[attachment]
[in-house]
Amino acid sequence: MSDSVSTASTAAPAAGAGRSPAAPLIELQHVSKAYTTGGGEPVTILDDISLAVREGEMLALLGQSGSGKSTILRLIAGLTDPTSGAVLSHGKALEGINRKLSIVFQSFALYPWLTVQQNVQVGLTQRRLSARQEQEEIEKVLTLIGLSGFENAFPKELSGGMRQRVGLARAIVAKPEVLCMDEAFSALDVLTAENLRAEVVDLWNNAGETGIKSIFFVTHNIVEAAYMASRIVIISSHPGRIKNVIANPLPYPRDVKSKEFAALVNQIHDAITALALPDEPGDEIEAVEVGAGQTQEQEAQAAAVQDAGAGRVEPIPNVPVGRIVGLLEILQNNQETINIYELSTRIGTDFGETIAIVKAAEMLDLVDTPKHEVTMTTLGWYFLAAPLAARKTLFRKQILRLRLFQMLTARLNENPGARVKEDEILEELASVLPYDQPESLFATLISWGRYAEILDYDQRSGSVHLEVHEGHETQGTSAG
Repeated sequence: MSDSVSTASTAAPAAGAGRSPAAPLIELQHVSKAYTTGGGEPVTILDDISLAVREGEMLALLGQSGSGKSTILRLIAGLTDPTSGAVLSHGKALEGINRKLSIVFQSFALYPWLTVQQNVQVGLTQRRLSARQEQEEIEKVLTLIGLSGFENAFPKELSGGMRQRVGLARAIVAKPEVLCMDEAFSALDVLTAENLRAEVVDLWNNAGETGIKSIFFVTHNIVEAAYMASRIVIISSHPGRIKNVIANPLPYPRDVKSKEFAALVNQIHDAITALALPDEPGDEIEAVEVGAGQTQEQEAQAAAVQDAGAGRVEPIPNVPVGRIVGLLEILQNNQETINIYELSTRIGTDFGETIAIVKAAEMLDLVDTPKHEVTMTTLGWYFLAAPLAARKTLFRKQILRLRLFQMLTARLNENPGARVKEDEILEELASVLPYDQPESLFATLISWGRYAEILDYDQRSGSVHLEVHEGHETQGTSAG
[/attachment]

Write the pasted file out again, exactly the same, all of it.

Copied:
[in-house]
Amino acid sequence: MSDSVSTASTAAPAAGAGRSPAAPLIELQHVSKAYTTGGGEPVTILDDISLAVREGEMLALLGQSGSGKSTILRLIAGLTDPTSGAVLSHGKALEGINRKLSIVFQSFALYPWLTVQQNVQVGLTQRRLSARQEQEEIEKVLTLIGLSGFENAFPKELSGGMRQRVGLARAIVAKPEVLCMDEAFSALDVLTAENLRAEVVDLWNNAGETGIKSIFFVTHNIVEAAYMASRIVIISSHPGRIKNVIANPLPYPRDVKSKEFAALVNQIHDAITALALPDEPGDEIEAVEVGAGQTQEQEAQAAAVQDAGAGRVEPIPNVPVGRIVGLLEILQNNQETINIYELSTRIGTDFGETIAIVKAAEMLDLVDTPKHEVTMTTLGWYFLAAPLAARKTLFRKQILRLRLFQMLTARLNENPGARVKEDEILEELASVLPYDQPESLFATLISWGRYAEILDYDQRSGSVHLEVHEGHETQGTSAG
Repeated sequence: MSDSVSTASTAAPAAGAGRSPAAPLIELQHVSKAYTTGGGEPVTILDDISLAVREGEMLALLGQSGSGKSTILRLIAGLTDPTSGAVLSHGKALEGINRKLSIVFQSFALYPWLTVQQNVQVGLTQRRLSARQEQEEIEKVLTLIGLSGFENAFPKELSGGMRQRVGLARAIVAKPEVLCMDEAFSALDVLTAENLRAEVVDLWNNAGETGIKSIFFVTHNIVEAAYMASRIVIISSHPGRIKNVIANPLPYPRDVKSKEFAALVNQIHDAITALALPDEPGDEIEAVEVGAGQTQEQEAQAAAVQDAGAGRVEPIPNVPVGRIVGLLEILQNNQETINIYELSTRIGTDFGETIAIVKAAEMLDLVDTPKHEVTMTTLGWYFLAAPLAARKTLFRKQILRLRLFQMLTARLNENPGARVKEDEILEELASVLPYDQPESLFATLISWGRYAEILDYDQRSGSVHLEVHEGHETQGTSAG